One junior commented, “I don’t like [the new policy] because [extra credit] helps boost grades sometimes. You used to be able to do extra work if you did bad on a big test, and now you can’t do that…If you’re not a good test taker, or if you just didn’t do well on a test then you no longer have a way to boost your grade…they should get rid of this policy.”
Meanwhile, sophomore Kelly Kujawa stated, “I think [the new extra credit policy] is an excessive attempt to control what [grade] people are able to get. I understand why they do it, however, it’s limiting those kids who really need it and it’s not giving them the opportunity to really strive for a good grade when they want it and are motivated to do it. When [students] are motivated to [change their grades for the better], they will take on the extra credit and that’s why I feel like it’s something that should be allowed to bump up their grade because they’re willing to put in that extra time and extra effort to get that extra good grade.”
It is no secret that the American public school system does not cater to individual learning styles. While one student might ace tests and quizzes but not have the best work ethic, others might never miss homework assignments but be poor test-takers. Extra credit aided in helping all students, no matter their strong suits, and now that has been taken away.
The lack of extra credit within Howard County this year is only making it harder for students to explore their individuality, as they will be even more concerned about grades. The worry over grades only lessens student creativity and curiosity.
By: Claire O’Rourke and Uma Ribeiro
Features and Co-News Editor
Hammond has received the HCPSS Sportsmanship Cup for the fourth time, truly demonstrating the positive teamwork Hammond’s sports teams reflect on a daily basis. With encouraging coaches and helpful teammates, it is no surprise that Hammond has been the recipient of this award four times in the past five years among all the other high schools within the county. Dr. DiPaula and Mr. Lerner were presented with the award by the HCPSS Board of Education.
Mr. Lerner, Hammond’s athletic director, commented on winning the award, saying “The award is a big deal. It’s the only athletic award that is recognized by the Board of Education. We have great kids and our coaches really enjoy what they do. One of the things [our coaches] try and do in addition to teaching the kids the sport is teaching them the right way to win and the right way to lose: to win with class and lose with class. We’re also always hospitable to our opponents and when we are at away facilities we try and leave them better than we found them. Our kids and coaches are doing the right thing, and that’s really why we win the award so often.”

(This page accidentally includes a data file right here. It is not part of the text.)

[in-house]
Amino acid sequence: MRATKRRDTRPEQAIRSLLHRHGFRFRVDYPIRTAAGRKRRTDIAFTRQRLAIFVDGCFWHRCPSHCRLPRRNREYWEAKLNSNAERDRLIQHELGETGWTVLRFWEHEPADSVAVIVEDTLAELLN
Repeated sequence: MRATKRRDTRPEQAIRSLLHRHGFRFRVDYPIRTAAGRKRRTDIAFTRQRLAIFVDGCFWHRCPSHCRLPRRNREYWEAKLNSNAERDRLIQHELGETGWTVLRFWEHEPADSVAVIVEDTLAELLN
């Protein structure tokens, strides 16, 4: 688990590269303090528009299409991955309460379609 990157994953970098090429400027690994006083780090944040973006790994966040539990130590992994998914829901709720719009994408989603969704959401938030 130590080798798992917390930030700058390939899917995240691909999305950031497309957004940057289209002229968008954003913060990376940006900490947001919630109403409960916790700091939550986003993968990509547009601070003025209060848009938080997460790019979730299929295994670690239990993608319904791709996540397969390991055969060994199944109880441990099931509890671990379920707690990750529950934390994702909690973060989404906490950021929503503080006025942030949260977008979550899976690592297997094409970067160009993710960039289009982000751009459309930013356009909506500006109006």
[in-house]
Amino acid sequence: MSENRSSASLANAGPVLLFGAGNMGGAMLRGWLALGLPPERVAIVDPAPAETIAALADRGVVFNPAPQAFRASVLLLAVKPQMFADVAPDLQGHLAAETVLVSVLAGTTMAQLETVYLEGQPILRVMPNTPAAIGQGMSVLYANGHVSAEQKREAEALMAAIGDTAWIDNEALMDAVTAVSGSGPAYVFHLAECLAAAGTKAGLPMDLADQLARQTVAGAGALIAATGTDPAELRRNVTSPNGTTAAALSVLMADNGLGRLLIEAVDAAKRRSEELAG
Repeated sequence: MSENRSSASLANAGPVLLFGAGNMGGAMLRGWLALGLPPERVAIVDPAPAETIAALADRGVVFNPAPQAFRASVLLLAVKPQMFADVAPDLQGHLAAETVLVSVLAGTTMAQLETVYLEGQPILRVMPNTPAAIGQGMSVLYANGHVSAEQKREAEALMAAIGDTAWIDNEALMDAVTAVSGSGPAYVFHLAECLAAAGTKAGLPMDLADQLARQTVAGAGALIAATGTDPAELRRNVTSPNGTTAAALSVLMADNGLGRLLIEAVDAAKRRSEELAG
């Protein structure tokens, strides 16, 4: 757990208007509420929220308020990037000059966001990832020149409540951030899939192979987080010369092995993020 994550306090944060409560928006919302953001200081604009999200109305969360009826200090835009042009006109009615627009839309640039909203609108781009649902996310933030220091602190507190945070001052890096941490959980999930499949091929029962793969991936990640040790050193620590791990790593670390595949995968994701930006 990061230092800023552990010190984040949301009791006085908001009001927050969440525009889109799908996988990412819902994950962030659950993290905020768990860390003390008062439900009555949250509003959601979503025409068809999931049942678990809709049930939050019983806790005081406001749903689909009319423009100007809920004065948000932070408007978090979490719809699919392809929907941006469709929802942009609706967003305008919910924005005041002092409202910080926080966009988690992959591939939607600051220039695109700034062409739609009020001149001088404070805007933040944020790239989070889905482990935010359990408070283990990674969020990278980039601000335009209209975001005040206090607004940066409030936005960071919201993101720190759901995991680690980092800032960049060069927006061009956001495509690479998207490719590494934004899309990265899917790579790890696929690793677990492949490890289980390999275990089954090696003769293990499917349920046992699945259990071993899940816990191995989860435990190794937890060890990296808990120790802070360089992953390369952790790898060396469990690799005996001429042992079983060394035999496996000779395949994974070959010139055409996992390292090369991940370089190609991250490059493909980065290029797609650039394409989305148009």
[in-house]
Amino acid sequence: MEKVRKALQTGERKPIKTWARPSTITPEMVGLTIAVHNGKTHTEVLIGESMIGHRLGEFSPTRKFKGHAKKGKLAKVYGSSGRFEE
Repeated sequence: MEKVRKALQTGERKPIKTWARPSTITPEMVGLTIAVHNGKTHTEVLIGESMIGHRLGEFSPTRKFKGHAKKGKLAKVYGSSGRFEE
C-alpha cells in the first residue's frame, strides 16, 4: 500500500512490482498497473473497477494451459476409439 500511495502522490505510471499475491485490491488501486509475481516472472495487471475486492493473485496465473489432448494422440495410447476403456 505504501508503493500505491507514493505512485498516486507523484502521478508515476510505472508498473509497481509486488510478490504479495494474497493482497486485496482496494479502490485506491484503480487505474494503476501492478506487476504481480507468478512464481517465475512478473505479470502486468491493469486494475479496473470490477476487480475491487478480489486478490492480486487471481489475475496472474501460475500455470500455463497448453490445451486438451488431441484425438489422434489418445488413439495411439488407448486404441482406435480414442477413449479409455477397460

Sportsmanship at Hammond is seen everywhere, he continued. “You see [sportsmanship] all over the place. In athletic contests, like, [for instance], in wrestling contests, after [a wrestler] pins a kid, we might help them off the mat, and our kids don’t gloat if we win, and they don’t pout if they lose. Hammond is so great because we are so diverse and people really get along well. It’s pretty incredible to see, so not only is [sportsmanship demonstrated] within our athletics program, but it is in our whole school as well.”
The Sportsmanship Cup is not only impactful to our directors here at Hammond, but also holds meaning for many of the individual athletes.
Coach Mike Lerner has won the award for District V Athletic Director for the 2018-2019 school Year, and students definitely think it was well-deserved! He cares more about his athletes and players than most people could ever hope for. His caring yet witty personality is just one of the things that makes him loved by so many. W!
Coach Lerner has impacted the lives of so many and his athletes have nothing but respect for him and his genuine caring attitude towards them, whether it be on the court, on the field, or in the classroom. Senior Jordan Davis knows how deserving Coach Lerner is of this award saying, “He truly cares about his athletes. He is one of the kindest people I have ever met and has helped me throughout my athletic career.” Being a hardworking father and husband, Lerner still puts all he has into his job and it truly shows. Coach Lerner shows to his athletes that they are always the priority and he makes it known that he is always in their corner.